Thus, Parker makes rubber O-rings across a number of material families, including butyl-butadiene, chloroprene, EDPM, FKM, nitrile, polyacrylate, polyurethane, SBR, silicone and fluorosilicone. Parker Prädifa has more than 200 different formulations that are actively being used, he added.
“A number of criteria have to be observed in the selection of the right O-ring material. They include the minimum and maximum operating temperatures well as the media to be sealed and system pressure in the application,” said Meissner. Basic elastomers can be roughly classified with regard to operating temperatures. The minimum operating temperature is determined by the material’s cold flexibility, as elastomers become harder at low temperatures and lose their elastic properties. Select the wrong material and the O-ring may leak. “However, this effect is reversible. Typically there will be no damage to the seal. As temperature increases elasticity and sealing performance return, so that low transportation or storage temperatures do not normally pose a problem,” he said.
“On the other hand, very high temperatures have a lasting effect on elastomer materials.” These materials become softer at high temperatures and are more prone to damage due to mechanical loads such as media pressure. And high temperatures accelerate aging of the material. In this context the correlation between temperatures and media is of crucial importance, said Meissner. In addition, harmful influences such as water in the hydraulic oil can accelerate aging, particularly at high temperatures.
To assist engineers, the Parker O-ring Handbook contains the fundamentals of O-ring use as well as key material and design recommendations, he said. And the company’s O-ring Selector software serves as a quick guide and design aid, and it recommends materials based on application data.
Next let’s consider anti-extrusion back-up rings. Relatively soft seals, like most O-rings, are particularly effective, but they are prone to damage by high pressures. And mating parts rarely fit perfectly together. Instead, there is a small gap that must be sealed to prevent leaks. While the gap can be minimized in the design, this is often undesirable and costly. So at high pressures, a soft seal heavily deforms and behaves like a liquid, fully filling the available space. If pressure pushes the seal into the gap, the seal may fail. This is called gap extrusion.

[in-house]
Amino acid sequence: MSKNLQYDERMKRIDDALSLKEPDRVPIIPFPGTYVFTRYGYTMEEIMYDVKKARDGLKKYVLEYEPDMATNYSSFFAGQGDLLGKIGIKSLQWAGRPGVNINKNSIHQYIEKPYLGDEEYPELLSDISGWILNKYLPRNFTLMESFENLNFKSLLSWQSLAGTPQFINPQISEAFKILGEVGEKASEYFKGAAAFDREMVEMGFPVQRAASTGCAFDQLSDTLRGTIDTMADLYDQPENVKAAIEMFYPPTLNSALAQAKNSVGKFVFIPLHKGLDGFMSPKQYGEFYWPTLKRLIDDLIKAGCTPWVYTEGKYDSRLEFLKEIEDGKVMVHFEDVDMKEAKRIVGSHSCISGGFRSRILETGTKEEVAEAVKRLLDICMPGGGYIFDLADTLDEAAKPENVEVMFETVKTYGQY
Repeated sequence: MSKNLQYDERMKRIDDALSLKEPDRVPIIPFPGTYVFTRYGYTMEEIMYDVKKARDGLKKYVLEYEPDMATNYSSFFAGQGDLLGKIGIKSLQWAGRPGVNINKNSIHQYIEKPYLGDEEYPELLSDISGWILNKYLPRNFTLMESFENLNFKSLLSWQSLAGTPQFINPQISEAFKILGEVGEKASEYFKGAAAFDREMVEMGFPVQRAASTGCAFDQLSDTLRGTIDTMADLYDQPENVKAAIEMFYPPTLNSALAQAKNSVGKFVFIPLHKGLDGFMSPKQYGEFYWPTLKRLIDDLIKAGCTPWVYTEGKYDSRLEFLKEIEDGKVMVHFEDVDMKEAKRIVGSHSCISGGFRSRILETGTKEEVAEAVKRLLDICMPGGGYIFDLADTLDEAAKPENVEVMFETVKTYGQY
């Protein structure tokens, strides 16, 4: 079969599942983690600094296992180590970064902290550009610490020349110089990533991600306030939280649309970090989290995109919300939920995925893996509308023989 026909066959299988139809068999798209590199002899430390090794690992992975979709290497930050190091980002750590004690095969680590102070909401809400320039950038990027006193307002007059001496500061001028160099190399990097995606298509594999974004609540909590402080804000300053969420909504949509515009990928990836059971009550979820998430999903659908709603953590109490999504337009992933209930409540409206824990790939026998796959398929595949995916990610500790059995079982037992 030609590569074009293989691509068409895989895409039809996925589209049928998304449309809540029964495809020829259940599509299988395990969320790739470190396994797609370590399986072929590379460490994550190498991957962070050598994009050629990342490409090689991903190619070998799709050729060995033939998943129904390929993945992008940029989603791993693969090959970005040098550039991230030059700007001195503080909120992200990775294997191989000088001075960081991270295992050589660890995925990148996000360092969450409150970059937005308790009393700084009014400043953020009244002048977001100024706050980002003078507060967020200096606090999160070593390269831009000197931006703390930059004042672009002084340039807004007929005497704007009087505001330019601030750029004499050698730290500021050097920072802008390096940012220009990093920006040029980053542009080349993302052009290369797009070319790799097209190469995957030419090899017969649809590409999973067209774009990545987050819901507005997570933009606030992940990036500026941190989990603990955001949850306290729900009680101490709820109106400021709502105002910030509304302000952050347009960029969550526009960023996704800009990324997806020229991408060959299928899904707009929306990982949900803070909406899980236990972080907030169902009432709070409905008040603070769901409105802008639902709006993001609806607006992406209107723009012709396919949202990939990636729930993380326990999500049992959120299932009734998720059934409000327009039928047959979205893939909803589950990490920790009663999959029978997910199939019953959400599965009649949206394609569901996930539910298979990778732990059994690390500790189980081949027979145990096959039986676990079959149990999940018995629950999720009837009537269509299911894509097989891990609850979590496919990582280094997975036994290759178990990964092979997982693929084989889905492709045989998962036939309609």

Using a harder material is a possibility, said Meissner, but it may have negative effects, such as a loss of flexibility that increases leakage. “A division of labor is another possible solution. In this case, the seal exclusively performs its sealing function while a back-up ring performs the task of resisting the pressure.” The back-up ring can be a much harder material, and the seal can deliver long service life, even at high pressures and high temperatures.
A back-up ring ensures that the gap remains closed. Under pressure, it is pushed in front of the gap by the seal, which closes the gap. Even if the backup ring itself should slightly extrude, the seal function would be retained and the sealing area would remain intact. It’s important, of course, that the backup ring is installed correctly on the non-pressurized side. Two backup rings are needed for double-acting applications or to avoid improper installation, said Meissner.
Thus, the hard back-up ring prevents extrusion, increases pressure resistance and extends the life of heavily loaded sealing systems. Depending on the application, temperatures and pressures, there are various materials and designs of back-up rings. Particularly common are simple rectangular PTFE rings, slotted or unslotted, and Parbak rings which, adapted to the standard O-ring dimensions, are low cost and readily available.
In special applications with equally special requirements, high-performance polyamide or PEEK plastics are sometimes used. For instance in the oil and gas sector extremely high pressures, sometimes up to 1,500 bar (21,756 psi) along with aggressive media, are not uncommon.
In Part 2, we’ll look at alternatives to O-rings for static sealing.